Originally Posted by kiki
(Vines may have won the then called Pro majors but Kodes faced like 3 times the level of competition Vines faced so that counterbalances the former)
This is more nonsense, but the really interesting point is how this argument collapses on itself. If Kodes faced "like 3 times the level of competition Vines faced," simply because he played in the 1970s, then Kodes also faced at least 3 times the competition that Don Budge did.
And as I said to you days ago, if you place quality of competition so high as a criteria, then that completely devalues Budge's Grand Slam, because Budge's competition in 1938 was, in fact, poorer than what Vines faced. In other words, according to you Kodes is on the level of Budge, because Kodes won 3 majors, while Budge won 6, but Kodes' competition was "3 times" greater than what Budge faced. At least 3 times, maybe more.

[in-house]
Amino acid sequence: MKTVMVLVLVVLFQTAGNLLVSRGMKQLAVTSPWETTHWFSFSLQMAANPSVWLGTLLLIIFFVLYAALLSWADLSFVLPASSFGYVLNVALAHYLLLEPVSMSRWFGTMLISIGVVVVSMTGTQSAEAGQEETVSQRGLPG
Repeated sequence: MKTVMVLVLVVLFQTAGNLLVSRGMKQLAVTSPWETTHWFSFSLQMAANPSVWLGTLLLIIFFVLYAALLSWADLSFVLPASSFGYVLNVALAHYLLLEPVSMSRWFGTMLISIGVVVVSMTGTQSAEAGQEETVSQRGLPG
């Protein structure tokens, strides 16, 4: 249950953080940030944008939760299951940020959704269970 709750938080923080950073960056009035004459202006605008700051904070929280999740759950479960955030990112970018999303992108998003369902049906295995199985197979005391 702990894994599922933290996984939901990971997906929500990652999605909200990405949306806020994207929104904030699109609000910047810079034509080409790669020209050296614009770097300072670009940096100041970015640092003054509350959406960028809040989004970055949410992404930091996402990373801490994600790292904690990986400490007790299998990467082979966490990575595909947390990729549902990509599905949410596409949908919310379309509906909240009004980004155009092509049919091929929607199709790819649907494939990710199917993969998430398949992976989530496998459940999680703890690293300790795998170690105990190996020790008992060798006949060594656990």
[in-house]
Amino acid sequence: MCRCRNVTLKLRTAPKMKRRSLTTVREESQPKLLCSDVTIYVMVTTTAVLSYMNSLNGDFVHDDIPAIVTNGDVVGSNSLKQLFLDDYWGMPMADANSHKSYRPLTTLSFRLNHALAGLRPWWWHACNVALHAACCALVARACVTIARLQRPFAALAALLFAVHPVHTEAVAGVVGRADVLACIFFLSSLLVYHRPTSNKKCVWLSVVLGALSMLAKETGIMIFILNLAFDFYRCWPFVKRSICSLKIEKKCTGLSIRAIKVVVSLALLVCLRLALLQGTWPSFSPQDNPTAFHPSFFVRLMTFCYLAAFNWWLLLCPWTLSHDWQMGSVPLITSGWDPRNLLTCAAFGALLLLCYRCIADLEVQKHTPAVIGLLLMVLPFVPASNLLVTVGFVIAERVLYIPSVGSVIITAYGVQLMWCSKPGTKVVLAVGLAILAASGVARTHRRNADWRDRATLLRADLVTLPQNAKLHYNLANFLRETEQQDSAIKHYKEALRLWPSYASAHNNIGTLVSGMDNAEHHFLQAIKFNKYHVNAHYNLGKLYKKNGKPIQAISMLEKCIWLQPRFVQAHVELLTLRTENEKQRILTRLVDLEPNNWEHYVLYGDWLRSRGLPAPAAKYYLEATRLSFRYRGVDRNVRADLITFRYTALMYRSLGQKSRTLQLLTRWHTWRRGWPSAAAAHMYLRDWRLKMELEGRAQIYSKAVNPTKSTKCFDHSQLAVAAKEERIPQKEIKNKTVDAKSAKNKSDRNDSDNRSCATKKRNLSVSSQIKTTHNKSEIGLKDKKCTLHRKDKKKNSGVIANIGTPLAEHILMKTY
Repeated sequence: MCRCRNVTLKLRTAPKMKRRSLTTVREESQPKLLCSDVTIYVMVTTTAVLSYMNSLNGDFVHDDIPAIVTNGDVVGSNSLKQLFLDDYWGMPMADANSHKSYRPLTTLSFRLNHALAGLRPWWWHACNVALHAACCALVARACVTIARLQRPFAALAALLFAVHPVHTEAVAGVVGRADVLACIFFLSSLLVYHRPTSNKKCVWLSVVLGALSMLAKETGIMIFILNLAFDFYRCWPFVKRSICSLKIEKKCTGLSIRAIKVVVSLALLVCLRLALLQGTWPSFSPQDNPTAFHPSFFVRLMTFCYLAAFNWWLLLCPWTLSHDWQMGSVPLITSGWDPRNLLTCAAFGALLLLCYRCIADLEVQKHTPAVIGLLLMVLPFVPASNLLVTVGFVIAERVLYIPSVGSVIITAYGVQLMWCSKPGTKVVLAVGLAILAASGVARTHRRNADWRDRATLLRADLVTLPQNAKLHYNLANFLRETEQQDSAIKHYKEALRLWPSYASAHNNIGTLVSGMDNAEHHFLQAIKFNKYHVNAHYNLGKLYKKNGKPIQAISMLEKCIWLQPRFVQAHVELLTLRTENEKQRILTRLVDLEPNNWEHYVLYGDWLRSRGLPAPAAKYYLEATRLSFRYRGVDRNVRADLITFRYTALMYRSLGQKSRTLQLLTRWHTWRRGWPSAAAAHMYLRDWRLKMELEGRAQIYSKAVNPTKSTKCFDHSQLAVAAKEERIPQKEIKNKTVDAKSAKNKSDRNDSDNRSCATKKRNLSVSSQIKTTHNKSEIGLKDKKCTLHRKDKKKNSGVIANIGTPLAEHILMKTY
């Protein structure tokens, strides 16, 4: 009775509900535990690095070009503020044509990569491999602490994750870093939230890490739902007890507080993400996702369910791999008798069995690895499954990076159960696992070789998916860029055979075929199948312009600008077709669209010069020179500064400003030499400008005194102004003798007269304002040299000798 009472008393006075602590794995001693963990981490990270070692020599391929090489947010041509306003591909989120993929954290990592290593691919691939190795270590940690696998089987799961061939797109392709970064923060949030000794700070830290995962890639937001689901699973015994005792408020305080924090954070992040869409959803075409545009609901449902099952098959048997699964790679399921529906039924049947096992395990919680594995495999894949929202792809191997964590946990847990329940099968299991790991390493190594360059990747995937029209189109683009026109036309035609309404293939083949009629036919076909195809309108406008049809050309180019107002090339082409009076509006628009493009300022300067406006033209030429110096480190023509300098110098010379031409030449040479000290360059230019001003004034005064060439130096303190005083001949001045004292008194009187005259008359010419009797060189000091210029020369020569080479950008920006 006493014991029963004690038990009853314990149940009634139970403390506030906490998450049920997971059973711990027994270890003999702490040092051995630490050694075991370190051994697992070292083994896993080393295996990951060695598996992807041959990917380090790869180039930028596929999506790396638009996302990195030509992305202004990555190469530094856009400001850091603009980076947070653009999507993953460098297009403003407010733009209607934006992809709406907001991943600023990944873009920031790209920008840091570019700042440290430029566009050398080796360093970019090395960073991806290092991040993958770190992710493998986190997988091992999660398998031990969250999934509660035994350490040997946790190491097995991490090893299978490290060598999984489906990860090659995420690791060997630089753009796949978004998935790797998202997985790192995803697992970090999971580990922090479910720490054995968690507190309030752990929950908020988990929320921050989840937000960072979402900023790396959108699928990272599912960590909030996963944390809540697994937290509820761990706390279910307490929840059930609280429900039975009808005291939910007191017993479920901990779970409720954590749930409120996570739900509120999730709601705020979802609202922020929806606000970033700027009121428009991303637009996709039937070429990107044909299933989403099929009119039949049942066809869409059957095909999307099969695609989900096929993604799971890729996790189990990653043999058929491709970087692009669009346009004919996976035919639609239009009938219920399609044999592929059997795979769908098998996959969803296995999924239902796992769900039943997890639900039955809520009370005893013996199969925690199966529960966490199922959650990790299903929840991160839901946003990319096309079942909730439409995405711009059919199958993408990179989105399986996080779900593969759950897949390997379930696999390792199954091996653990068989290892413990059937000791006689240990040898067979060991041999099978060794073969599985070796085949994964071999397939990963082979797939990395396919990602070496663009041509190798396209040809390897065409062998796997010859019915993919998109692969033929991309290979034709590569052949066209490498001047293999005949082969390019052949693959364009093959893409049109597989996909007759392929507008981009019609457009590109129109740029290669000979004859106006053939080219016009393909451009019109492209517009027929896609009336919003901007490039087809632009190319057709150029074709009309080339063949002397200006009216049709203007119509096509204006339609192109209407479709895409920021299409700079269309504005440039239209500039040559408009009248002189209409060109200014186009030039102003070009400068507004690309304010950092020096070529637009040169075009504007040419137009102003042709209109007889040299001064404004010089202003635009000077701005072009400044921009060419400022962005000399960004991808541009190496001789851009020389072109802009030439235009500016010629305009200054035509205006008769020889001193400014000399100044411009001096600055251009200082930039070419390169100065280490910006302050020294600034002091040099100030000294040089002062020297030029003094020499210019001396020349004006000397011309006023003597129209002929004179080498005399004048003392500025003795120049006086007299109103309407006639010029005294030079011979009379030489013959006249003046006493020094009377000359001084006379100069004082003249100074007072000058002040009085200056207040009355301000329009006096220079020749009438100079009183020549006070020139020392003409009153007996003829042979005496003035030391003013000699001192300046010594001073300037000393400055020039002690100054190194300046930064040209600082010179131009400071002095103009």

I mean, isn't that how you've been arguing? Don't you just drop great names from the 70s (even if Kodes never beat them), and throw them into the pot as Kodes' competition. Okay, so let's do that with Budge. Kodes, according to you, played in the great era of Laver, Rosewall, Smith, Nastase, Newcombe, Connors, Borg.
Which of Budge's opponents in 1938 would you like to stack against that list?
I'm sorry, but you've called Budge a GOAT candidate, yet according to your arguments Kodes comes out at least as great as Budge, maybe even greater.
This is so bizarre.